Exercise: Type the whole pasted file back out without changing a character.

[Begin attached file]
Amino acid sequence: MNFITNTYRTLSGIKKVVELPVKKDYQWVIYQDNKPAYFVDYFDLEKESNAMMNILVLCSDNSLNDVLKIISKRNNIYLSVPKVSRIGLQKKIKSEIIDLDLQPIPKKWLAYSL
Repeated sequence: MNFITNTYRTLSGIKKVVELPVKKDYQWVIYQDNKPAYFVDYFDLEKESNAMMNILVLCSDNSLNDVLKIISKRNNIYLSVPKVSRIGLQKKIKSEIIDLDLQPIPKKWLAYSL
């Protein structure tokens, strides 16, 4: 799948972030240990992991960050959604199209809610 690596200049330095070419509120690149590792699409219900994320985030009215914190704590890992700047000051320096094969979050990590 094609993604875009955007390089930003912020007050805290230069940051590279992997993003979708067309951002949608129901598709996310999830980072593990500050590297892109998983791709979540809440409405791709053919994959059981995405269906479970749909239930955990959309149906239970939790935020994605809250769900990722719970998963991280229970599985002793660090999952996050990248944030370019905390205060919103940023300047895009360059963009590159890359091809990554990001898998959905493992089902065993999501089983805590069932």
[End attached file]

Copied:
Amino acid sequence: MNFITNTYRTLSGIKKVVELPVKKDYQWVIYQDNKPAYFVDYFDLEKESNAMMNILVLCSDNSLNDVLKIISKRNNIYLSVPKVSRIGLQKKIKSEIIDLDLQPIPKKWLAYSL
Repeated sequence: MNFITNTYRTLSGIKKVVELPVKKDYQWVIYQDNKPAYFVDYFDLEKESNAMMNILVLCSDNSLNDVLKIISKRNNIYLSVPKVSRIGLQKKIKSEIIDLDLQPIPKKWLAYSL
């Protein structure tokens, strides 16, 4: 799948972030240990992991960050959604199209809610 690596200049330095070419509120690149590792699409219900994320985030009215914190704590890992700047000051320096094969979050990590 094609993604875009955007390089930003912020007050805290230069940051590279992997993003979708067309951002949608129901598709996310999830980072593990500050590297892109998983791709979540809440409405791709053919994959059981995405269906479970749909239930955990959309149906239970939790935020994605809250769900990722719970998963991280229970599985002793660090999952996050990248944030370019905390205060919103940023300047895009360059963009590159890359091809990554990001898998959905493992089902065993999501089983805590069932």